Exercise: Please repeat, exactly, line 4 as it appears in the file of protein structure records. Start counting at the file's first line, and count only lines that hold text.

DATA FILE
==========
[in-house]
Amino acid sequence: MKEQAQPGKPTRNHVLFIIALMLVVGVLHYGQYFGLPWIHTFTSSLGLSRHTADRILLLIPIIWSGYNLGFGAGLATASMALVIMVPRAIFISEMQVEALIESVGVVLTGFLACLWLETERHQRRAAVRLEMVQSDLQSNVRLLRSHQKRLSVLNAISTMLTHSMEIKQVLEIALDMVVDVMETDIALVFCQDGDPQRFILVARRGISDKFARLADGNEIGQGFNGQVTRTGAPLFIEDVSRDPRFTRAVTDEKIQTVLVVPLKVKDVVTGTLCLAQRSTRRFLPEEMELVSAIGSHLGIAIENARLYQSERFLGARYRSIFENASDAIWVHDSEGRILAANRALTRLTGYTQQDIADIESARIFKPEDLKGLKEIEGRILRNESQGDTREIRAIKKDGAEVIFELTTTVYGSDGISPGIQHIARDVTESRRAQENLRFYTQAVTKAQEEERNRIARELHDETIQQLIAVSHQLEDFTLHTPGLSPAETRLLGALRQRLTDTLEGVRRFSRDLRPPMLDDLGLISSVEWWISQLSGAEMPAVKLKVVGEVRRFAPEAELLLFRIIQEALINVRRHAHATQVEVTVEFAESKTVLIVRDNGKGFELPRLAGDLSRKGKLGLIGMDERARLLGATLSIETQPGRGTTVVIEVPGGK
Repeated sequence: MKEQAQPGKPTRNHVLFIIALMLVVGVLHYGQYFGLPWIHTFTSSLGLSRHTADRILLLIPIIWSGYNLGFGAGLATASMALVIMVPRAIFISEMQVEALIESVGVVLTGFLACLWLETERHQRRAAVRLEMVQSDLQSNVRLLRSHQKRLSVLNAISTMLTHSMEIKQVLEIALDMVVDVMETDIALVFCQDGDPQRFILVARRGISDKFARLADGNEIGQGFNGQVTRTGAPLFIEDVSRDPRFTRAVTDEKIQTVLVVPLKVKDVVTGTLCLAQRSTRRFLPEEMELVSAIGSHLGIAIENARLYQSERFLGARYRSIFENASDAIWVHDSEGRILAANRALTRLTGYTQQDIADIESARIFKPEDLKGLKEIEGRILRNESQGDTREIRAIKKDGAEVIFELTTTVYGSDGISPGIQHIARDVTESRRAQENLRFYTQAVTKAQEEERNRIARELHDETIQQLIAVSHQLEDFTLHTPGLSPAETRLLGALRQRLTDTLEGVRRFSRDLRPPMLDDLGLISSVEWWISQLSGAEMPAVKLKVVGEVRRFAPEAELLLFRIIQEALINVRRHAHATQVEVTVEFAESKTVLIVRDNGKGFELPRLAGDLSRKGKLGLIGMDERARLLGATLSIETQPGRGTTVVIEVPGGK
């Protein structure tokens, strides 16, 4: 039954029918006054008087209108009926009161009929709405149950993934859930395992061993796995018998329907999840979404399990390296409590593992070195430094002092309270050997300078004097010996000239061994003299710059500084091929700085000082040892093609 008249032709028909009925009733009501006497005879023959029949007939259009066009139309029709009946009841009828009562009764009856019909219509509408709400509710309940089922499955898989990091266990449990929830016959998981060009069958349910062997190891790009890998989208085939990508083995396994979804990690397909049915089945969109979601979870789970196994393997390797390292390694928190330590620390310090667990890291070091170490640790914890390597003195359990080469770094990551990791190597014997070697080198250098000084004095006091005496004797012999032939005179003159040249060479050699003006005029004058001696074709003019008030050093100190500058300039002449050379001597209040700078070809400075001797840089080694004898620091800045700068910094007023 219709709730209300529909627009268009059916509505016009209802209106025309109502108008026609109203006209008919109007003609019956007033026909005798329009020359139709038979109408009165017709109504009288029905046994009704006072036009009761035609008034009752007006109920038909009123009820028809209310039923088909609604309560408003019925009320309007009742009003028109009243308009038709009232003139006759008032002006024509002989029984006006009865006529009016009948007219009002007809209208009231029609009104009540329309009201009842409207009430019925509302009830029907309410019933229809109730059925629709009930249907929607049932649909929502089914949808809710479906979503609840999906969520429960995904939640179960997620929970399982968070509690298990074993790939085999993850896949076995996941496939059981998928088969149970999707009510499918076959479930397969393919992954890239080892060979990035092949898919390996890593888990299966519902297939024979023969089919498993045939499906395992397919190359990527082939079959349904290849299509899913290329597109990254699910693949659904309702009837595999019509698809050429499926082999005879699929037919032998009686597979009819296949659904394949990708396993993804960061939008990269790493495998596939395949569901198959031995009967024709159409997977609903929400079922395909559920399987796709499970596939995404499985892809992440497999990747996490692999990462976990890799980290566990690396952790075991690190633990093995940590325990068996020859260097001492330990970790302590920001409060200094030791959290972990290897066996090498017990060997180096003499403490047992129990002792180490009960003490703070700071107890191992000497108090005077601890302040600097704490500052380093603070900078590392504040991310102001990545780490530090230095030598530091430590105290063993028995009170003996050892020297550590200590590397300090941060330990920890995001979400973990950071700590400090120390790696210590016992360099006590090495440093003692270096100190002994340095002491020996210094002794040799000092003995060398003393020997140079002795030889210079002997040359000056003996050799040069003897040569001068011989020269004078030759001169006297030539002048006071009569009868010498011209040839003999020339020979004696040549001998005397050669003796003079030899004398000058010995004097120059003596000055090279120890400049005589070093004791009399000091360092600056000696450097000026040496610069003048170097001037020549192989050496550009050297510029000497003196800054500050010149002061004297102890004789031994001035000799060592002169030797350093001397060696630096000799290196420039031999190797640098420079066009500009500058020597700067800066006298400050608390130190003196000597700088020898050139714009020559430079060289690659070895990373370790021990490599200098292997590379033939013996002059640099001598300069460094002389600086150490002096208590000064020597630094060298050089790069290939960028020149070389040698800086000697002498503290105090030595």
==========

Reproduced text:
């Protein structure tokens, strides 16, 4: 039954029918006054008087209108009926009161009929709405149950993934859930395992061993796995018998329907999840979404399990390296409590593992070195430094002092309270050997300078004097010996000239061994003299710059500084091929700085000082040892093609 008249032709028909009925009733009501006497005879023959029949007939259009066009139309029709009946009841009828009562009764009856019909219509509408709400509710309940089922499955898989990091266990449990929830016959998981060009069958349910062997190891790009890998989208085939990508083995396994979804990690397909049915089945969109979601979870789970196994393997390797390292390694928190330590620390310090667990890291070091170490640790914890390597003195359990080469770094990551990791190597014997070697080198250098000084004095006091005496004797012999032939005179003159040249060479050699003006005029004058001696074709003019008030050093100190500058300039002449050379001597209040700078070809400075001797840089080694004898620091800045700068910094007023 219709709730209300529909627009268009059916509505016009209802209106025309109502108008026609109203006209008919109007003609019956007033026909005798329009020359139709038979109408009165017709109504009288029905046994009704006072036009009761035609008034009752007006109920038909009123009820028809209310039923088909609604309560408003019925009320309007009742009003028109009243308009038709009232003139006759008032002006024509002989029984006006009865006529009016009948007219009002007809209208009231029609009104009540329309009201009842409207009430019925509302009830029907309410019933229809109730059925629709009930249907929607049932649909929502089914949808809710479906979503609840999906969520429960995904939640179960997620929970399982968070509690298990074993790939085999993850896949076995996941496939059981998928088969149970999707009510499918076959479930397969393919992954890239080892060979990035092949898919390996890593888990299966519902297939024979023969089919498993045939499906395992397919190359990527082939079959349904290849299509899913290329597109990254699910693949659904309702009837595999019509698809050429499926082999005879699929037919032998009686597979009819296949659904394949990708396993993804960061939008990269790493495998596939395949569901198959031995009967024709159409997977609903929400079922395909559920399987796709499970596939995404499985892809992440497999990747996490692999990462976990890799980290566990690396952790075991690190633990093995940590325990068996020859260097001492330990970790302590920001409060200094030791959290972990290897066996090498017990060997180096003499403490047992129990002792180490009960003490703070700071107890191992000497108090005077601890302040600097704490500052380093603070900078590392504040991310102001990545780490530090230095030598530091430590105290063993028995009170003996050892020297550590200590590397300090941060330990920890995001979400973990950071700590400090120390790696210590016992360099006590090495440093003692270096100190002994340095002491020996210094002794040799000092003995060398003393020997140079002795030889210079002997040359000056003996050799040069003897040569001068011989020269004078030759001169006297030539002048006071009569009868010498011209040839003999020339020979004696040549001998005397050669003796003079030899004398000058010995004097120059003596000055090279120890400049005589070093004791009399000091360092600056000696450097000026040496610069003048170097001037020549192989050496550009050297510029000497003196800054500050010149002061004297102890004789031994001035000799060592002169030797350093001397060696630096000799290196420039031999190797640098420079066009500009500058020597700067800066006298400050608390130190003196000597700088020898050139714009020559430079060289690659070895990373370790021990490599200098292997590379033939013996002059640099001598300069460094002389600086150490002096208590000064020597630094060298050089790069290939960028020149070389040698800086000697002498503290105090030595």